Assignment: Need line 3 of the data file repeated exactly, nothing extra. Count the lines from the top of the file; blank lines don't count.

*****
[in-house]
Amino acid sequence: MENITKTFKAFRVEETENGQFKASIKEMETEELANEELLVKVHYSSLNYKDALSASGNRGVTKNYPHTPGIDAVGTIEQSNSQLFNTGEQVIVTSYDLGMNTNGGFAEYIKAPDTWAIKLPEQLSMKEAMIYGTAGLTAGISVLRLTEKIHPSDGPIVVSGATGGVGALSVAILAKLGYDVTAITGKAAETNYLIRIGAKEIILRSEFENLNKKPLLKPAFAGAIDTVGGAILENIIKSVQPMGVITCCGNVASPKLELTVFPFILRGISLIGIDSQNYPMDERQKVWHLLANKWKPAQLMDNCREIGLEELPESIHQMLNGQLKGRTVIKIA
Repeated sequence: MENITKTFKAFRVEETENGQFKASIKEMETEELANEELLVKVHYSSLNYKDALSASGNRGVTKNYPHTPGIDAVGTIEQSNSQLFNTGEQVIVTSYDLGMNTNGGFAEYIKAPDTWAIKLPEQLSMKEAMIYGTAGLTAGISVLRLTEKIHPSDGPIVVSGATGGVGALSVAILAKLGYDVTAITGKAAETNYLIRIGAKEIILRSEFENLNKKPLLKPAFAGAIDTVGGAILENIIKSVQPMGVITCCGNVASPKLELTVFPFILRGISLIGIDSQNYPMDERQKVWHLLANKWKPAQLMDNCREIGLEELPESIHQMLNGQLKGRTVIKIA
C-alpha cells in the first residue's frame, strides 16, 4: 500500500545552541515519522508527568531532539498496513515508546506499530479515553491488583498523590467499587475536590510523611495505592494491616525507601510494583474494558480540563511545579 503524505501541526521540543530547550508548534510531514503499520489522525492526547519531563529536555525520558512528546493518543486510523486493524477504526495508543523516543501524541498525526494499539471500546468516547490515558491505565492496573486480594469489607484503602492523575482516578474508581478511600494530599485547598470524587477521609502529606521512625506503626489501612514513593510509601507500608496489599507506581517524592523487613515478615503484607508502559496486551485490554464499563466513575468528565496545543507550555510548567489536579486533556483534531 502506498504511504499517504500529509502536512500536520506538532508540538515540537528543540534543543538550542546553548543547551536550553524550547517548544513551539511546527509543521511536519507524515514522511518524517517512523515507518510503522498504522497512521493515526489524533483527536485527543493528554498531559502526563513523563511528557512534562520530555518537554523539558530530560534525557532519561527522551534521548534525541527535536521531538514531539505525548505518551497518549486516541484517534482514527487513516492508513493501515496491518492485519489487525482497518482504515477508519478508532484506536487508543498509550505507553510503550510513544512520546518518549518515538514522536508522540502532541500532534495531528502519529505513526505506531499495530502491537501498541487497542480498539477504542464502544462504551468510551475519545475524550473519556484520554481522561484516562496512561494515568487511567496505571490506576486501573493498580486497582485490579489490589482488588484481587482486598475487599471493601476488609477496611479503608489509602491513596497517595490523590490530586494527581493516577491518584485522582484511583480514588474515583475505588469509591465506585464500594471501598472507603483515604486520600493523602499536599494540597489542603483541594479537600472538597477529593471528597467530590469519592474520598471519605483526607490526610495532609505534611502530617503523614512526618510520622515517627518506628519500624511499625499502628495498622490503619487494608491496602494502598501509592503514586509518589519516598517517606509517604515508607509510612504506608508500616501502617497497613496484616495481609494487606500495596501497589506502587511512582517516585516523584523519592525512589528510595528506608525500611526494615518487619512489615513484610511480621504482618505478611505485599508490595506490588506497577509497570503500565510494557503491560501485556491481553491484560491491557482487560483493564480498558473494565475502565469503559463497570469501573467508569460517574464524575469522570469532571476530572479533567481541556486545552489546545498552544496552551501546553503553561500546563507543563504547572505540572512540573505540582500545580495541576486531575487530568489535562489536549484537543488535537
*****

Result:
Repeated sequence: MENITKTFKAFRVEETENGQFKASIKEMETEELANEELLVKVHYSSLNYKDALSASGNRGVTKNYPHTPGIDAVGTIEQSNSQLFNTGEQVIVTSYDLGMNTNGGFAEYIKAPDTWAIKLPEQLSMKEAMIYGTAGLTAGISVLRLTEKIHPSDGPIVVSGATGGVGALSVAILAKLGYDVTAITGKAAETNYLIRIGAKEIILRSEFENLNKKPLLKPAFAGAIDTVGGAILENIIKSVQPMGVITCCGNVASPKLELTVFPFILRGISLIGIDSQNYPMDERQKVWHLLANKWKPAQLMDNCREIGLEELPESIHQMLNGQLKGRTVIKIA